Just as described with reference to FIG. 1, the spaced regions 11 of the outer layer 5 serve as an anode 30 of the photosensitive semiconductor element. The circuitry involved is also identical to FIG. 1.

The very high level of selectivity of the photosensitive semiconductor element according to the invention is achieved by the separation of the outer layer 5 into the mutually spaced regions 11. The mutually spaced regions 11 which are of a width L and which are arranged at a spacing D from each other prevent the formation of the inactive, that is to say “dead”, layer at the surface of the outer layer 5.

That affords a modified profile in respect of the outer energy band, diagrammatically shown in FIG. 5, of the semiconductor element, along line B in FIG. 4. The energy band between the lower limit of the conduction band 10 a* and the upper limit of the valence band 10 b* of the correspondingly N-doped silicon atoms between the spaced regions 11 of the outer layer 5, that is to say within the intermediate regions 13, has, between the surface of the outer layer 5 and the depth Xb, a downwardly curved configuration as viewed from the depth Xb in the direction of the surface, so that here—assisted by the potential produced thereby between the spaced regions 11—the minority carriers 14* (holes) existing in that region are pushed in the direction of the depth Xb, that is to say away from the surface towards the substrate 1. The “dead layer ” 12 is minimised by the potential produced between the spaced regions 11. Thus, there can be no or only a slight degree of recombination of electrons and holes at the upper edge of the outer layer.

As can be seen from FIG. 2 there is an increase in the concentration 9 of the phosphorus atoms of the intermediate layer 2, that is to say within the intermediate layer regions 13 of the outer layer 5, towards the edge of the outer layer 5, which is due to segregation at the silicon/silicon dioxide junction. That increase causes at the energy band in FIG. 5 the slight energy drop in respect of the two bands 10 a* and 10 b* in the proximity of the surface of the outer layer 5 so that the holes 14* are pushed in the depth direction and the undesired recombination effect is prevented. The “dead zone ” is reduced by a factor L/(L+D). In that respect the width L of the spaced-apart regions 11 can be designed to be as narrow as technically viable, but there is an optimum distance D between those regions 11, which is approximately twice as great as the depth Xb. A narrower distance D would result in an increase in the “dead layer ” 12, while a greater distance D would urge the holes too far downwardly so that they diffuse into the substrate 1 and the level of light sensitivity would also be weakened thereby.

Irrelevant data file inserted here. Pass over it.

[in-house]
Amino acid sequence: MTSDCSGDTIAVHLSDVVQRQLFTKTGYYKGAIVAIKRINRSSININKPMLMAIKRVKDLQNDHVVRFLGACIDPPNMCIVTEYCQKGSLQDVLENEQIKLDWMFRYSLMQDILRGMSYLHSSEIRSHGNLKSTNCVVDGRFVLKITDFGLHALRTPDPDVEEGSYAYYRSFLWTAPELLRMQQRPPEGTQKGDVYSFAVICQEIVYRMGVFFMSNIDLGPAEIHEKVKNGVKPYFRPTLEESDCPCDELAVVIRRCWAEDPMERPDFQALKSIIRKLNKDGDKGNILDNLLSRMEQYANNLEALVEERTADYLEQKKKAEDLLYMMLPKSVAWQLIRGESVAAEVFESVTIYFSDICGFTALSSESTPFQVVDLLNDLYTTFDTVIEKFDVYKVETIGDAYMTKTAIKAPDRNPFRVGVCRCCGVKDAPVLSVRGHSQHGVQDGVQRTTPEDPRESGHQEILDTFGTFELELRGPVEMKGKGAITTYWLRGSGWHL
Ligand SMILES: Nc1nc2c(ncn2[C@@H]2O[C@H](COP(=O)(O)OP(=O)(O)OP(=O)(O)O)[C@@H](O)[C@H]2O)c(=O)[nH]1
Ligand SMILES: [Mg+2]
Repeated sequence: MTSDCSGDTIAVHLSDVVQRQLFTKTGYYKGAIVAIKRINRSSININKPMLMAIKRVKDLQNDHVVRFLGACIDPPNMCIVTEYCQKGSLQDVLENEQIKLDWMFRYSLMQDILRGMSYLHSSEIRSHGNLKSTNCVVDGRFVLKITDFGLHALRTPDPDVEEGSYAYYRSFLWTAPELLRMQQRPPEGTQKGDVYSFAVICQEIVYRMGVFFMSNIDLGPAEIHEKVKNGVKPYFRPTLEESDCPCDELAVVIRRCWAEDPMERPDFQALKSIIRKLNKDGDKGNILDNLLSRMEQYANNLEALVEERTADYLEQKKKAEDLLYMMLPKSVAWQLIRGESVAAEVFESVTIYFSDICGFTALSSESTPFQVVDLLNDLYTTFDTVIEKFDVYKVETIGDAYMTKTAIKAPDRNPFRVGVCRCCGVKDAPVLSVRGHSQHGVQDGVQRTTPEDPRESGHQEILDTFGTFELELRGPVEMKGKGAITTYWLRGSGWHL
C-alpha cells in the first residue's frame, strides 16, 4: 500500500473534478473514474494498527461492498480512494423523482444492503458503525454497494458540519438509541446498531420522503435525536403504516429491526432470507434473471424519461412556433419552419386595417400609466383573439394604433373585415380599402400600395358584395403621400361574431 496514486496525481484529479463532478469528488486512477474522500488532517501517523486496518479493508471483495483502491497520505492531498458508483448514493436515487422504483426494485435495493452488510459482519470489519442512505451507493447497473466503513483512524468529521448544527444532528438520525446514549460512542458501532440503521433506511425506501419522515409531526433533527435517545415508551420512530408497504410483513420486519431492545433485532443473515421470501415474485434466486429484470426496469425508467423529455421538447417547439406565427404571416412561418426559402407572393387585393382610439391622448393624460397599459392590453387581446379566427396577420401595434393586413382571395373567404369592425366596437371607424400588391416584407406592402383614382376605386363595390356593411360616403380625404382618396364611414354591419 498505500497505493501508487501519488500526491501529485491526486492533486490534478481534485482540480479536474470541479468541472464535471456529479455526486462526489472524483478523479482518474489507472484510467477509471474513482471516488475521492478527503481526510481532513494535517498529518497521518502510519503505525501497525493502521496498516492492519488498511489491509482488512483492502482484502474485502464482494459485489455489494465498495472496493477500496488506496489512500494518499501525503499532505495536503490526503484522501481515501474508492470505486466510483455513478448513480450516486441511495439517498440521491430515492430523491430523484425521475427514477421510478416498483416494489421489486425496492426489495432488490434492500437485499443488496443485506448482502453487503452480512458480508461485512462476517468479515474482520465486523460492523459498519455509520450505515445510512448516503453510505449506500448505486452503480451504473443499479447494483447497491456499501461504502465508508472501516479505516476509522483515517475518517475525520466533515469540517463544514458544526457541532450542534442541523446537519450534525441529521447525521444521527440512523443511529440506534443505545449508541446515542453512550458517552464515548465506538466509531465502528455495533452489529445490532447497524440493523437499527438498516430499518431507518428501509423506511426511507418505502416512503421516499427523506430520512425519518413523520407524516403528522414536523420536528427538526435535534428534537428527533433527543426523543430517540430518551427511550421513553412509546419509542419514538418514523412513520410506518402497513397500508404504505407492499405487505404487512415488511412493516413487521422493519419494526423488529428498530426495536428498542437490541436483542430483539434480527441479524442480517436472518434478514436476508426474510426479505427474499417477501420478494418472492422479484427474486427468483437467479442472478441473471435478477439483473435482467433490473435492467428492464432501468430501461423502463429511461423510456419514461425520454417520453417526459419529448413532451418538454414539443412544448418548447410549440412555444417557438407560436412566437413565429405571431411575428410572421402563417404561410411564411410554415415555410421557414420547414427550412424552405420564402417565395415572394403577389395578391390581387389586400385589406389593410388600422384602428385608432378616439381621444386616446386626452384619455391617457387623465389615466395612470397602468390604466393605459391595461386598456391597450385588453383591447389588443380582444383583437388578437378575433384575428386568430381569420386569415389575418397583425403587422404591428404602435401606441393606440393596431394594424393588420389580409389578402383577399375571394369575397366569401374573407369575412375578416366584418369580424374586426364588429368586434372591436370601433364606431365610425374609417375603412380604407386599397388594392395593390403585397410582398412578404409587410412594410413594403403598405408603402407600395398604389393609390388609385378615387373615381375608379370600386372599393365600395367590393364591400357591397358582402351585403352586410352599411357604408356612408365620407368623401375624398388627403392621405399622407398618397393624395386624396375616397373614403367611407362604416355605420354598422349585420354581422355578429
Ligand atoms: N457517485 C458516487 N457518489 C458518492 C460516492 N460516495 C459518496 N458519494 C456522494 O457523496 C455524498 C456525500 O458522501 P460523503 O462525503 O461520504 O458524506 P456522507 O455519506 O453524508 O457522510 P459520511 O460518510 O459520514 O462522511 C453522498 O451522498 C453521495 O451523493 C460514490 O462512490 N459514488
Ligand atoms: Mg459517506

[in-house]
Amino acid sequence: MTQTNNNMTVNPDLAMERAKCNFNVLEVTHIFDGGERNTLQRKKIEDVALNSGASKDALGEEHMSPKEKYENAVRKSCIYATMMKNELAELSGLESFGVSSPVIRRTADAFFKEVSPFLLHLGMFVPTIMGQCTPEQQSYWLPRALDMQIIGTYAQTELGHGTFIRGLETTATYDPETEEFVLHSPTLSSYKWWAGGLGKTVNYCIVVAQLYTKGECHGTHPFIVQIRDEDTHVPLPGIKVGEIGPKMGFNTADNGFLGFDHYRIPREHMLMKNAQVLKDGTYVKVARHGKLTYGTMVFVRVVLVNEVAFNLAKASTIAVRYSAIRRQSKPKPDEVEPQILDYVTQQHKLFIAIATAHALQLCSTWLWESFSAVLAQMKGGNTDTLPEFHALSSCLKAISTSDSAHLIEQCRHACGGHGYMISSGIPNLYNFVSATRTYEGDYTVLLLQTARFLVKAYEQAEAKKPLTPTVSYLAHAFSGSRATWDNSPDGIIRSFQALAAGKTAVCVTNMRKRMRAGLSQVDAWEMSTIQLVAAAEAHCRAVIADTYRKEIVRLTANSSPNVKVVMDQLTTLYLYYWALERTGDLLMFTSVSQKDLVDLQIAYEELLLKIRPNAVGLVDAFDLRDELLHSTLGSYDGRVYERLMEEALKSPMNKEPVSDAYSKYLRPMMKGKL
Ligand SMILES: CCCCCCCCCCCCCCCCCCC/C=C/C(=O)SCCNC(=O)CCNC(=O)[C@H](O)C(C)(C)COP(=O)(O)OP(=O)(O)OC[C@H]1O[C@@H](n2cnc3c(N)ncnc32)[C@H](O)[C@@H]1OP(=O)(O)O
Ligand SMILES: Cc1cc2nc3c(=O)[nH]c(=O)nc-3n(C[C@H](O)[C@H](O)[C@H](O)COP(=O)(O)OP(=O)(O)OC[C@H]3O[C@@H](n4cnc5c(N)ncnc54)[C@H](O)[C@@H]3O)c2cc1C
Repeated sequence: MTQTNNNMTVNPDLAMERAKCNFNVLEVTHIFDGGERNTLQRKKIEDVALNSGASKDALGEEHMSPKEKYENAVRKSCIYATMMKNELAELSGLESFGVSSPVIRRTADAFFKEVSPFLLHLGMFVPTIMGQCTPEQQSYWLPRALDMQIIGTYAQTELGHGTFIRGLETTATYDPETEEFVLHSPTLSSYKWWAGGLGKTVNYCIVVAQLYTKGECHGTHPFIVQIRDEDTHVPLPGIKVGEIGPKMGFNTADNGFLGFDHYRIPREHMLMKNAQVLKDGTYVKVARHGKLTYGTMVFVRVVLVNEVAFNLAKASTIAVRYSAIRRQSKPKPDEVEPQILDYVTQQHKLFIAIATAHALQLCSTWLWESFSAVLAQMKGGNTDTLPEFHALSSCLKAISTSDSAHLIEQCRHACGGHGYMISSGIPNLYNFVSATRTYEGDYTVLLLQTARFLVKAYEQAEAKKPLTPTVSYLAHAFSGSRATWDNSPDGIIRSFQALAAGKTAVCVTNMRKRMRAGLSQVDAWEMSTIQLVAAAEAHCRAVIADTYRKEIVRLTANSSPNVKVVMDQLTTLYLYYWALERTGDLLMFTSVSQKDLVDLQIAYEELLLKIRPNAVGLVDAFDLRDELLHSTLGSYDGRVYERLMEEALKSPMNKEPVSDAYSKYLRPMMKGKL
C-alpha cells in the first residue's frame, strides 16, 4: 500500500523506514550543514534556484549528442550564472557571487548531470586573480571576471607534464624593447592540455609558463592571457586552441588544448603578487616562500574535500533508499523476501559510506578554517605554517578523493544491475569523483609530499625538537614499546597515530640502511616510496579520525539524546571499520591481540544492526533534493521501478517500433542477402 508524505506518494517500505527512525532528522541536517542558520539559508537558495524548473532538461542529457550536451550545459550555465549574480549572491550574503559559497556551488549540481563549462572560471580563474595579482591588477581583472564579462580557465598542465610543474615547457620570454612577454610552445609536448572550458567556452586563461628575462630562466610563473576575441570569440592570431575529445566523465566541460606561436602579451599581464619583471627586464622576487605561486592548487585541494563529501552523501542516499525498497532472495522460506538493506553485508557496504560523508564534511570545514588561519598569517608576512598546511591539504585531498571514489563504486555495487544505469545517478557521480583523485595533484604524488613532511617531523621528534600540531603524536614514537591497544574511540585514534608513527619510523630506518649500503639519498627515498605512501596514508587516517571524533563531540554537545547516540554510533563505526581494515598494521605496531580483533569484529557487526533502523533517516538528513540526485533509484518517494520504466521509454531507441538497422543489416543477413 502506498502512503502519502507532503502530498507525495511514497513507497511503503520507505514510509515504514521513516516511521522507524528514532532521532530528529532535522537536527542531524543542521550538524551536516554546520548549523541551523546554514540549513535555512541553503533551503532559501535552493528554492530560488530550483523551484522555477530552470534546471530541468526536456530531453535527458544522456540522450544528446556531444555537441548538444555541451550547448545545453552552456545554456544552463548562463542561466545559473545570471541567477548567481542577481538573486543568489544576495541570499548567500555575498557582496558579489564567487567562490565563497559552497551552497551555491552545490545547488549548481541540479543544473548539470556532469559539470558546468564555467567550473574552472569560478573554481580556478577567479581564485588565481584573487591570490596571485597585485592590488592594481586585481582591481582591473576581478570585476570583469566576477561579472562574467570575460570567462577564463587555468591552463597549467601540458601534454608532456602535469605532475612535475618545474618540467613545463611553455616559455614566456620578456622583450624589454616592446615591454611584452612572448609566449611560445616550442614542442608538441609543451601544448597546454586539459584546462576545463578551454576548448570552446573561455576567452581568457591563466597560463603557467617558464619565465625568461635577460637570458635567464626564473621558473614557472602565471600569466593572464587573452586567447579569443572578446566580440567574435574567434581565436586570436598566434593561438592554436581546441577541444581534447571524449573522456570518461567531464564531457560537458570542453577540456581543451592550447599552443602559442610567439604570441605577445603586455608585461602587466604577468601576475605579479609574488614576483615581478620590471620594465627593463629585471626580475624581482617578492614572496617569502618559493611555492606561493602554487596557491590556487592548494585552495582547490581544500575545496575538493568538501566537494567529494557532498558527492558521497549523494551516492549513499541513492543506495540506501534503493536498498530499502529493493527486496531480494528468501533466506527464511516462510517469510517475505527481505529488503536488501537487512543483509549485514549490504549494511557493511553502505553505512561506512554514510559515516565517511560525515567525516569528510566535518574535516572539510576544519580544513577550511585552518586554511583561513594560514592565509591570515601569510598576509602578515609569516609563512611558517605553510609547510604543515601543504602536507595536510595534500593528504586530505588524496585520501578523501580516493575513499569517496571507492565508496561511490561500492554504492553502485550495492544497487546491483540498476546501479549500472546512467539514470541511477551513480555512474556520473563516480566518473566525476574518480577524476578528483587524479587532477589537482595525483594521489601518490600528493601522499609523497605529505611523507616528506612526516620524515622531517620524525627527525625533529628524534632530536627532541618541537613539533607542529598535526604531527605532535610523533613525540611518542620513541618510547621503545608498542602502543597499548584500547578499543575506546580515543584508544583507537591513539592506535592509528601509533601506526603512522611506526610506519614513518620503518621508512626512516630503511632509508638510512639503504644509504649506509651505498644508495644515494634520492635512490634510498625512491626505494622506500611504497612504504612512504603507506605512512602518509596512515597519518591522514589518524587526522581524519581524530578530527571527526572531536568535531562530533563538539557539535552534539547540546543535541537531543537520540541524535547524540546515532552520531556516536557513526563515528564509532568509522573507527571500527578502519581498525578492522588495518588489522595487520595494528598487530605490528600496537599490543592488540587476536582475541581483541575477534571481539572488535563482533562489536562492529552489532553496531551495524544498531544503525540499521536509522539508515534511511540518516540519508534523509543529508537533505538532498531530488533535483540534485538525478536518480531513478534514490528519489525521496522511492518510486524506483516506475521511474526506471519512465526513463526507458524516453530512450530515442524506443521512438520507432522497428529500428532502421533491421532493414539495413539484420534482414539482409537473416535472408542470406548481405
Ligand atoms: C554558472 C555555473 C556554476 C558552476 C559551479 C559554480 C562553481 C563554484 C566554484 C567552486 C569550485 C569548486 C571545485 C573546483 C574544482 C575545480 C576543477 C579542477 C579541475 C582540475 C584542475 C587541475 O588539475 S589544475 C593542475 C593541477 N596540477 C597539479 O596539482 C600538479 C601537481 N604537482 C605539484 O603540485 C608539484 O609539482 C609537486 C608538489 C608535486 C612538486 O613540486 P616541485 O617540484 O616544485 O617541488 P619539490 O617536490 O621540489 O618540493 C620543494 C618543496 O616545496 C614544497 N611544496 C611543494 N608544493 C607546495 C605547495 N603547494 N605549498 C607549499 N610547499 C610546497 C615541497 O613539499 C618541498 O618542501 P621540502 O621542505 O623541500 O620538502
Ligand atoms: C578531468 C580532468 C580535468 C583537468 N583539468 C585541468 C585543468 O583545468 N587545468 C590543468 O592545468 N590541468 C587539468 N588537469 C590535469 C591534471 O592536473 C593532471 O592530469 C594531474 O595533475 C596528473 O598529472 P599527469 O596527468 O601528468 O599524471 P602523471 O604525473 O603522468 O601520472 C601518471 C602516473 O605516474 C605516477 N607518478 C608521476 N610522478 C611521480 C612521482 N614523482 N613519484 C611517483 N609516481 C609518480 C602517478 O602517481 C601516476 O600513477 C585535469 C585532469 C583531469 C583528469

This therefore affords a high level of responsiveness in relation to incident light, which is wanted at the surface of the outer layer, as the electrons and holes produced by the correspondingly incident photons flow almost completely away to the anode and the cathode respectively without themselves already recombining beforehand. Accordingly the photocurrent is almost completely used for a given wavelength range for which the photodiode is designed.

FIG. 6 is a diagram illustrating the responsiveness of the semiconductor element according to the invention in comparison with the conventional semiconductor elements. Illustrated therein is the responsiveness or the signal R produced by the photosensitive region 22 for a semiconductor element in relation to the wavelength W (in nm) of the incident light without the use of the intermediate regions 13 according to the invention (illustrated by the curve 15), and for a semiconductor element with the use of the intermediate regions according to the invention (illustrated by the curve 17). Also shown is the ratio r of the two curves 15 and 17 to each other (illustrated by the curve 16). It will be seen that the signal R of the curve 17 for the semiconductor element according to the invention is stronger up to a predetermined wavelength Wt than the signal R of conventional semiconductor elements. At the wavelength of about 300 nm, the ratio r is at a maximum and is of a value of about rmax=1.65. In this respect the width L is of a value of about 0.6 μm and the distance is about 1.0 μm.

The semiconductor element according to the invention also has further advantages. The shunt resistance Rsh, which corresponds to the voltage-current ratio in the region around OV is indirectly proportional to the size of the junction region or the barrier layer area and increases with increasing distance D. As that resistance is indirectly proportional to the error voltage of the photodiode, the latter is correspondingly smaller the greater the resistance is. This is greater in the case of the “stripe layer” 5 according to the invention, that is to say due to the spaced regions 11, whereby that error voltage is reduced. This is important in particular at high temperatures at which that error voltage can become critical. In addition, the provision of the spaced regions 11 reduces the capacitance of the photodiode which results in delayed response times by virtue of the interaction with the signal voltage. This is also to be attributed to the reduction in the size of the junction region or the barrier layer area.